Maverick fertility doctor Severino Antinori managed to hijack the headlines yet again last week, following reports that one of his patients is pregnant with a cloned embryo. At the time of writing, neither he nor his American colleague Panayiotis Zavos has confirmed or denied the story.
True or not, their highly publicised plan to produce the world's first human clone is unscientific, unethical and irresponsible. Their determination to continue with a project condemned by the rest of the scientific and medical community beggars belief. It is vital that the public and policymakers alike realise that Antinori and Zavos have virtually no support from any scientists involved in cloning research.
All the evidence from animal cloning experiments clearly shows that the technique has a low success rate, and even when it works, has unpredictable long-term effects on the health of the cloned animals. For Antinori to claim he is acting out of a desire to help infertile couples is ludicrous. If reports of the human clone pregnancy are true, then it is almost certain that many other couples taking part in the project have endured miscarriages. Even if the pregnancy continues to term, which is highly unlikely, the chances of serious health problems in the clone are high. Antinori is helping no-one, and is endangering the health and welfare of everyone recruited into his study. He is also guilty of raising false hopes in thousands more couples world-wide.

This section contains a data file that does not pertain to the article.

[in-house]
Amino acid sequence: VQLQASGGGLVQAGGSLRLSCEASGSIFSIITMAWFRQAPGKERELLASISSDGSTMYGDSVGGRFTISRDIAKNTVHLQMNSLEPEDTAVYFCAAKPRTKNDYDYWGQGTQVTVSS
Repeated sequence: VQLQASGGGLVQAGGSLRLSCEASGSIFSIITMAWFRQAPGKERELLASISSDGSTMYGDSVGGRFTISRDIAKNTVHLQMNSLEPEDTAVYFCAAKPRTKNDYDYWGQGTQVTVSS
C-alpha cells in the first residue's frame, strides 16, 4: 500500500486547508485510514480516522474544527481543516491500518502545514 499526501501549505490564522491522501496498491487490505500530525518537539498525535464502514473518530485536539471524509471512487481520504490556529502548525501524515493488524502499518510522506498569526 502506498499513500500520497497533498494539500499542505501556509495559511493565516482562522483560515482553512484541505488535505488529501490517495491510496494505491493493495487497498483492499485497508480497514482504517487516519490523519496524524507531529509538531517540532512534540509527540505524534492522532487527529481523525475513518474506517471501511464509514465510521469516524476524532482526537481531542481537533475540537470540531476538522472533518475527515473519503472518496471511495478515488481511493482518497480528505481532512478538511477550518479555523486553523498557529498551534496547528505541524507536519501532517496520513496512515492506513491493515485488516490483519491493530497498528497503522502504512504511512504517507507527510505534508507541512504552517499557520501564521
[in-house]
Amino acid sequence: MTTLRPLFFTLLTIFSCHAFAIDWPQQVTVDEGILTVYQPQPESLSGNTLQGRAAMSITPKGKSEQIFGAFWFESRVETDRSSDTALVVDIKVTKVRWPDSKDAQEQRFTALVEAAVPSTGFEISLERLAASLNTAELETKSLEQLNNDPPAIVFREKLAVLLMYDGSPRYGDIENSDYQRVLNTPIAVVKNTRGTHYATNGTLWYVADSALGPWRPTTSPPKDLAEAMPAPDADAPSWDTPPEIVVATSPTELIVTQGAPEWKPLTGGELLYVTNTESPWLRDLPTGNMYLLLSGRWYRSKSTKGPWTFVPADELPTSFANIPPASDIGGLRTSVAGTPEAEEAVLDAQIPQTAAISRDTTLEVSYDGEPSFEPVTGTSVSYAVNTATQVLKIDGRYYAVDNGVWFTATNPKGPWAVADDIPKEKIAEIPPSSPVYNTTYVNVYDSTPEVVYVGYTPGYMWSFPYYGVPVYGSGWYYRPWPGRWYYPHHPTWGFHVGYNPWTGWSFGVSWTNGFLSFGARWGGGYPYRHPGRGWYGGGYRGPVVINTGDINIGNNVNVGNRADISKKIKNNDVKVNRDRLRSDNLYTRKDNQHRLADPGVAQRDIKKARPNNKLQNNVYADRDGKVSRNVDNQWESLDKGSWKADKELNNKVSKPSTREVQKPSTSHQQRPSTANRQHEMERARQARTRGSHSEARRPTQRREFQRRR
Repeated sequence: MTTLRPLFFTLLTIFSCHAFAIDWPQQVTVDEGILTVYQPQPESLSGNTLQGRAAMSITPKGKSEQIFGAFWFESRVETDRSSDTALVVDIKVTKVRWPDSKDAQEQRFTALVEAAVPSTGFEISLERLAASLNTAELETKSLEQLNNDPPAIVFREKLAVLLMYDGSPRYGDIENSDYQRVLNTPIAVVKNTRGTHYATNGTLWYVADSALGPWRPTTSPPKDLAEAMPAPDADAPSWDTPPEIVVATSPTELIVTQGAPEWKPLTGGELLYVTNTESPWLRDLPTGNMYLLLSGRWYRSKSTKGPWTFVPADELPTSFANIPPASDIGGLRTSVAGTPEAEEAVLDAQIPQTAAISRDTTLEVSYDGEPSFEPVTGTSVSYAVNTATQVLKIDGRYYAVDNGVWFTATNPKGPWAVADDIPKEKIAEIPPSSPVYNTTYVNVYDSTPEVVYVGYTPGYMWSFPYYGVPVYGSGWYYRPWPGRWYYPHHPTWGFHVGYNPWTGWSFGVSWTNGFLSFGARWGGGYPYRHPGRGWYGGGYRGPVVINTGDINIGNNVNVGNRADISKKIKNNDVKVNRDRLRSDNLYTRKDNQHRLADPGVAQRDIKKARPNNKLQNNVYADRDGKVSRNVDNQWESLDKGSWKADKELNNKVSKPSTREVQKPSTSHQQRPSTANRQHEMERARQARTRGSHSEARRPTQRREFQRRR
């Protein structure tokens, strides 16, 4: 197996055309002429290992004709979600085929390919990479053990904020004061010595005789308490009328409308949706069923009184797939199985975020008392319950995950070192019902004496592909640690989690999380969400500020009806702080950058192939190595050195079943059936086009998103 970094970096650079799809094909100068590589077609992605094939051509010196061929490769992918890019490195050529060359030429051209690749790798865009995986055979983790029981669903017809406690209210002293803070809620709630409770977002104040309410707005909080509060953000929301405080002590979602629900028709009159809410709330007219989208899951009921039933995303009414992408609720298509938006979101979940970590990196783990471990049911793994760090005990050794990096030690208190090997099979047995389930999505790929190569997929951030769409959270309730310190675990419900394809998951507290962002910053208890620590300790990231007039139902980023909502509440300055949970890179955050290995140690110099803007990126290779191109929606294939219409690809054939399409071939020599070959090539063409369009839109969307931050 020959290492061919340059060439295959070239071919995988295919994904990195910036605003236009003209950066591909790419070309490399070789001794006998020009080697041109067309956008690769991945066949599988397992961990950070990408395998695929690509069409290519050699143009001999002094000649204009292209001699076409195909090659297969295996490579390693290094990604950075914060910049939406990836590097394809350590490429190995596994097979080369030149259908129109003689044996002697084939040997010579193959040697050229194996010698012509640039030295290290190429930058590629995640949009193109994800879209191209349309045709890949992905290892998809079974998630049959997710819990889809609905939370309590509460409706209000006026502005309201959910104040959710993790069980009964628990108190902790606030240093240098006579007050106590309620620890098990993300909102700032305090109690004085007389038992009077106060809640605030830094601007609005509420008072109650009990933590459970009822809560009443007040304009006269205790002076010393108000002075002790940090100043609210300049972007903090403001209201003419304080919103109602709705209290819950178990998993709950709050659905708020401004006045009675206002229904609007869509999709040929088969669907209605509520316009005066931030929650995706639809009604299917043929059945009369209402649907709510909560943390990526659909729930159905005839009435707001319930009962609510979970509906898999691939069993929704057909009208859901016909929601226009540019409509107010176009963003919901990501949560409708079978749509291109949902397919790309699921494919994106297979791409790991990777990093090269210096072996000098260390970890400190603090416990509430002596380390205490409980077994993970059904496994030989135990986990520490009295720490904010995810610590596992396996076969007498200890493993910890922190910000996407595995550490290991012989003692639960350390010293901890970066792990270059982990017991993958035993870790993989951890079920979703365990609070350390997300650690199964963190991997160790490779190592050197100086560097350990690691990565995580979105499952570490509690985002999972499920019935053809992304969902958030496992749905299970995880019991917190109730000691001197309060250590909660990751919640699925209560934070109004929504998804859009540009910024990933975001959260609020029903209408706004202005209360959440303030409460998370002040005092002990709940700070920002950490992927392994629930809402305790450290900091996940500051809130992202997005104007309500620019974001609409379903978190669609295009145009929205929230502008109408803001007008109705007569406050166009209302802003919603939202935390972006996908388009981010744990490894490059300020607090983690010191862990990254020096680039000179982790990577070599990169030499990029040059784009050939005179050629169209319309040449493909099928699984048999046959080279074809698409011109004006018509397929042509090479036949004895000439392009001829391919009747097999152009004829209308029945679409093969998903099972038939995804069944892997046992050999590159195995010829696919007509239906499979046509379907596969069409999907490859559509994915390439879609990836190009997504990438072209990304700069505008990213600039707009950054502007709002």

Of course, the reports may turn out to be nothing more than Chinese whispers. But Antinori's unsubstantiated claims must not be permitted to cloud the debate over the wider use of cloning technology. Politicians in the US (and elsewhere) will shortly be asked to decide whether or not to permit research on the use of cloned early embryo cells to develop new disease therapies. It is imperative that the actions of one irresponsible person do not in any way influence decisions that could affect the lives of millions.